Daily Independent (Ashland, KY)

January 25, 2014

Let people vote

House and Senates have bills to put gambling on ballot


The Independent

ASHLAND — The House of Representatives and the Senate are taking two different approaches to placing a constitutional amendment to allow casino gambling on the November ballot, but the unusual approach being taken in the House has been criticized as unconstitutional by an attorney for the anti-gambling Family Foundation.

We think the concerns of attorney Stan Cave are unfounded. In fact, we suspect it is just another effort by anti-gambling forces to prevent voters from voting on an amendment.

The Senate approach is much more straightforward: Senate Bill 33 — co-sponsored ty Sen. Dan Seum, a Republican from Louisville, and Sen. R.J. Palmer II, a Democrat who represents all of Montgomery County and part of Fayette County — simply calls for “creating a new section of the Kentucky Constitution to allow casinos at no more than seven locations and dedicate 10 percent if the revenue to promote equine interests, dedicate the Commonwealth’s revenue from gambling to job creations, education, human services, health care, veterans’ bonuses, local government and public safety.”  

No action has been taken on the Senate bill.

House Bill 67, sponsored by House Speaker Pro Tem Larry Clark, D-Louisville, would place on the November ballot a constitutional amendment that, if approved by voters, would “allow the General Assembly to permit casino gaming by general laws that also would strictly regulate casino gaming.”

However, Clark seeks to convince legislators to enact a second bill — H.B. 68 — that would regulate casino gambling in the state if voters approve the amendment.

Cave, a former state legislator,  claims approval of HB 68 would be unconstitutional  because it regulates a form of gambling prohibited by the state’s constitution.

In testimony before the House Licensing and Occupations Committee hearing, Cave said Kentucky lawmakers would violate their oath to uphold the Constitution if they passed two casino-related measures at the same time. A court challenge would likely result, he said.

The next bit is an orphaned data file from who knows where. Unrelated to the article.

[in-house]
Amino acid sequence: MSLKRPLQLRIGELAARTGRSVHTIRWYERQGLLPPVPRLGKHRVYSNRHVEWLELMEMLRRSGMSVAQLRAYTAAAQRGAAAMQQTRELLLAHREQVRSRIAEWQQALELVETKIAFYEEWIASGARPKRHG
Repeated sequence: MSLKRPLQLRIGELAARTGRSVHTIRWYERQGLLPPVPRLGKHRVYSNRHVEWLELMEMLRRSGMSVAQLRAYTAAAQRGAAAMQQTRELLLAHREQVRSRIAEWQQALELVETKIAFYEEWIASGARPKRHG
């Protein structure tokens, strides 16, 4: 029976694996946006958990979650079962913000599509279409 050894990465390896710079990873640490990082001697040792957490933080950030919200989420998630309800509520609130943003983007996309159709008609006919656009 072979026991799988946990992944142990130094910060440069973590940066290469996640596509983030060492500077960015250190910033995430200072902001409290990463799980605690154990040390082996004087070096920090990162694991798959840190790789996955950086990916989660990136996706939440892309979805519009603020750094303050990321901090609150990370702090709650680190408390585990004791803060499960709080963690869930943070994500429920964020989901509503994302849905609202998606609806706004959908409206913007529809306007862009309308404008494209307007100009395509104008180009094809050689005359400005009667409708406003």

Clark, the House’s second-ranking member, said enactment of HB 68, which requires approval of the constitutional amendment to take effect, said Kentuckians deserve to know the specifics before getting a chance to decide on the ballot measure. We agree that approval of a separate state law on gambling would better inform voters of just what approval of the amendment would do. Despite the concerns expressed by Cave, we can’t see how enactment of a law that requires voter approval of a constitutional amendment to take effect would violate the constitution. But then again, we are not lawyers, and if it takes a court challenge to uphold what Clark wants legislators to do, then so be it.

But if SB 33 gains the approval of both the Senate and the House, then HB 68 — along with HB 67 — will be unnecessary. However, in recent legislative sessions, the House has approved placing a constitutional amendment on expanded gambling on the ballot, only to have the issue die in the Senate without a vote. However, that was when Republican David Williams was president of the Senate. His successor, Robert Stivers, R-Manchester, said while he personally opposes expanded gambling, he wouldn’t stand in the way of a vote if there’s sufficient support.

Stivers went one step further by questioning whether a change to the state Constitution is needed to allow casinos, or whether it can be done through a statutory change. That’s a view shared by House Speaker Greg Stumbo, D-Prestonsburg.

“If somebody wants to read through the Constitution and show me where there’s a prohibition against gaming, then we’d better inform Keeneland and Churchill Downs,” he said, referring to the state’s two best-known racetracks. “Because they’ve been gaming for many, many years.”

During Gov. Steve Beshear’s first term, the House narrowly approved a bill that would have allowed casino gambling without a constitutional amendment. That bill was based on Stumbo’s contention that voters approved casino gambling when they approved the lottery amendment in the 1980s.

We disagree with that interpretation and believe expanded gambling needs the approval of voters. Maybe this will be the year voters will have the chance to either approve or reject casinos. Until they do, the gambling issue will continue to come up in the General Assembly year after year after year.